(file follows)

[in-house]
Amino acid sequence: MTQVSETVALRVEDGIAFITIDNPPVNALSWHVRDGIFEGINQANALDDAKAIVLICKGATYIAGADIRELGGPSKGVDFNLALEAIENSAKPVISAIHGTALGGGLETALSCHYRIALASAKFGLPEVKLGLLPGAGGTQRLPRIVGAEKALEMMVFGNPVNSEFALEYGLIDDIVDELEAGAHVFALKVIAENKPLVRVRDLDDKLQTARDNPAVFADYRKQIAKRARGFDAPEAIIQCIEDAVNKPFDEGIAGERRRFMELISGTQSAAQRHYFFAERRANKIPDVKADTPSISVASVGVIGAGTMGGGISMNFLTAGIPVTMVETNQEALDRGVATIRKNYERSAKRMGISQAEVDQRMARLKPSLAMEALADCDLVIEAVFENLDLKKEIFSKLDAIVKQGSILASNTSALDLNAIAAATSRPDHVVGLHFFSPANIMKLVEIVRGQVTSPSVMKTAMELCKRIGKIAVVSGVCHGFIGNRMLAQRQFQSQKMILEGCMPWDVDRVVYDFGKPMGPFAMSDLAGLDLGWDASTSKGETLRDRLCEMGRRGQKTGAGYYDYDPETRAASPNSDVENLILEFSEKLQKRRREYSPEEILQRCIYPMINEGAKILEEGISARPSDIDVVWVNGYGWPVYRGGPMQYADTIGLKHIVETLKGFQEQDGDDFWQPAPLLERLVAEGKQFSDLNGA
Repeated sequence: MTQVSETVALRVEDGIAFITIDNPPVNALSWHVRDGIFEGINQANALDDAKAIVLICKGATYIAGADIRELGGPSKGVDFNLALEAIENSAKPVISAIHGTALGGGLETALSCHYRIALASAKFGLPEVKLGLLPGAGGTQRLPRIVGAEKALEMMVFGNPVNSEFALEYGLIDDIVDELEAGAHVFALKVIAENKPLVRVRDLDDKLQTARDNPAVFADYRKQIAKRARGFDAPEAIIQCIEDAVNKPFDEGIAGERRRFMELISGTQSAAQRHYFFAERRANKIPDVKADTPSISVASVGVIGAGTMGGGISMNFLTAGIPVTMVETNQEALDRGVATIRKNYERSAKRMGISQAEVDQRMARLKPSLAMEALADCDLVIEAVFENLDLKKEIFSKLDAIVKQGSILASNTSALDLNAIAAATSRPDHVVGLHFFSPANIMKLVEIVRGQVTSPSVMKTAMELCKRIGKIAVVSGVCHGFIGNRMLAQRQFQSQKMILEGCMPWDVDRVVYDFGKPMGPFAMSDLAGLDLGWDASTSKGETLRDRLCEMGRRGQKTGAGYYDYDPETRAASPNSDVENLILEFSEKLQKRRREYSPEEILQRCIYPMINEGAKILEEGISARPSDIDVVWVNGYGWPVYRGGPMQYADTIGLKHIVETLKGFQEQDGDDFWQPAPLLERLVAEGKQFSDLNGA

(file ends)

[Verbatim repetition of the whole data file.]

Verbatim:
[in-house]
Amino acid sequence: MTQVSETVALRVEDGIAFITIDNPPVNALSWHVRDGIFEGINQANALDDAKAIVLICKGATYIAGADIRELGGPSKGVDFNLALEAIENSAKPVISAIHGTALGGGLETALSCHYRIALASAKFGLPEVKLGLLPGAGGTQRLPRIVGAEKALEMMVFGNPVNSEFALEYGLIDDIVDELEAGAHVFALKVIAENKPLVRVRDLDDKLQTARDNPAVFADYRKQIAKRARGFDAPEAIIQCIEDAVNKPFDEGIAGERRRFMELISGTQSAAQRHYFFAERRANKIPDVKADTPSISVASVGVIGAGTMGGGISMNFLTAGIPVTMVETNQEALDRGVATIRKNYERSAKRMGISQAEVDQRMARLKPSLAMEALADCDLVIEAVFENLDLKKEIFSKLDAIVKQGSILASNTSALDLNAIAAATSRPDHVVGLHFFSPANIMKLVEIVRGQVTSPSVMKTAMELCKRIGKIAVVSGVCHGFIGNRMLAQRQFQSQKMILEGCMPWDVDRVVYDFGKPMGPFAMSDLAGLDLGWDASTSKGETLRDRLCEMGRRGQKTGAGYYDYDPETRAASPNSDVENLILEFSEKLQKRRREYSPEEILQRCIYPMINEGAKILEEGISARPSDIDVVWVNGYGWPVYRGGPMQYADTIGLKHIVETLKGFQEQDGDDFWQPAPLLERLVAEGKQFSDLNGA
Repeated sequence: MTQVSETVALRVEDGIAFITIDNPPVNALSWHVRDGIFEGINQANALDDAKAIVLICKGATYIAGADIRELGGPSKGVDFNLALEAIENSAKPVISAIHGTALGGGLETALSCHYRIALASAKFGLPEVKLGLLPGAGGTQRLPRIVGAEKALEMMVFGNPVNSEFALEYGLIDDIVDELEAGAHVFALKVIAENKPLVRVRDLDDKLQTARDNPAVFADYRKQIAKRARGFDAPEAIIQCIEDAVNKPFDEGIAGERRRFMELISGTQSAAQRHYFFAERRANKIPDVKADTPSISVASVGVIGAGTMGGGISMNFLTAGIPVTMVETNQEALDRGVATIRKNYERSAKRMGISQAEVDQRMARLKPSLAMEALADCDLVIEAVFENLDLKKEIFSKLDAIVKQGSILASNTSALDLNAIAAATSRPDHVVGLHFFSPANIMKLVEIVRGQVTSPSVMKTAMELCKRIGKIAVVSGVCHGFIGNRMLAQRQFQSQKMILEGCMPWDVDRVVYDFGKPMGPFAMSDLAGLDLGWDASTSKGETLRDRLCEMGRRGQKTGAGYYDYDPETRAASPNSDVENLILEFSEKLQKRRREYSPEEILQRCIYPMINEGAKILEEGISARPSDIDVVWVNGYGWPVYRGGPMQYADTIGLKHIVETLKGFQEQDGDDFWQPAPLLERLVAEGKQFSDLNGA